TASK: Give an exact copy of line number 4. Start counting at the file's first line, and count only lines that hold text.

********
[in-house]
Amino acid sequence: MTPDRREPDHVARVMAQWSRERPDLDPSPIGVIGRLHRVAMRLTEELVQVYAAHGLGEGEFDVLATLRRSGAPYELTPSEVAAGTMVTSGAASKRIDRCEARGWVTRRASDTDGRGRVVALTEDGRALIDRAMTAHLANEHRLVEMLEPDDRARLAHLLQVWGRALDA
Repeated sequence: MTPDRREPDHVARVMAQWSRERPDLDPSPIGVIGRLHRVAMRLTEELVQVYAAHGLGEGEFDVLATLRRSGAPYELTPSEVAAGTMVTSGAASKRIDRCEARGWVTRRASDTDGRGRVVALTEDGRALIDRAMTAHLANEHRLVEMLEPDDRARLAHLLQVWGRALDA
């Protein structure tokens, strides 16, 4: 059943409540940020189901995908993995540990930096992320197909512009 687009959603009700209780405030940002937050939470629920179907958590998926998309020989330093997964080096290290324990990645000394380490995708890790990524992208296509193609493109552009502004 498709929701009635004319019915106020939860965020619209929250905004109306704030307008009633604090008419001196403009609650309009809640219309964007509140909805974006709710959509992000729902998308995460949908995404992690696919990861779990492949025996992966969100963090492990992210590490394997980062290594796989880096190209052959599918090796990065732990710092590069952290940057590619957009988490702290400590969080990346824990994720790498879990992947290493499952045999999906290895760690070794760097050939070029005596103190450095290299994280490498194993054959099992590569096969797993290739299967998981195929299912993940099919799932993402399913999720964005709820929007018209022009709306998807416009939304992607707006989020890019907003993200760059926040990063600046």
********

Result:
């Protein structure tokens, strides 16, 4: 059943409540940020189901995908993995540990930096992320197909512009 687009959603009700209780405030940002937050939470629920179907958590998926998309020989330093997964080096290290324990990645000394380490995708890790990524992208296509193609493109552009502004 498709929701009635004319019915106020939860965020619209929250905004109306704030307008009633604090008419001196403009609650309009809640219309964007509140909805974006709710959509992000729902998308995460949908995404992690696919990861779990492949025996992966969100963090492990992210590490394997980062290594796989880096190209052959599918090796990065732990710092590069952290940057590619957009988490702290400590969080990346824990994720790498879990992947290493499952045999999906290895760690070794760097050939070029005596103190450095290299994280490498194993054959099992590569096969797993290739299967998981195929299912993940099919799932993402399913999720964005709820929007018209022009709306998807416009939304992607707006989020890019907003993200760059926040990063600046």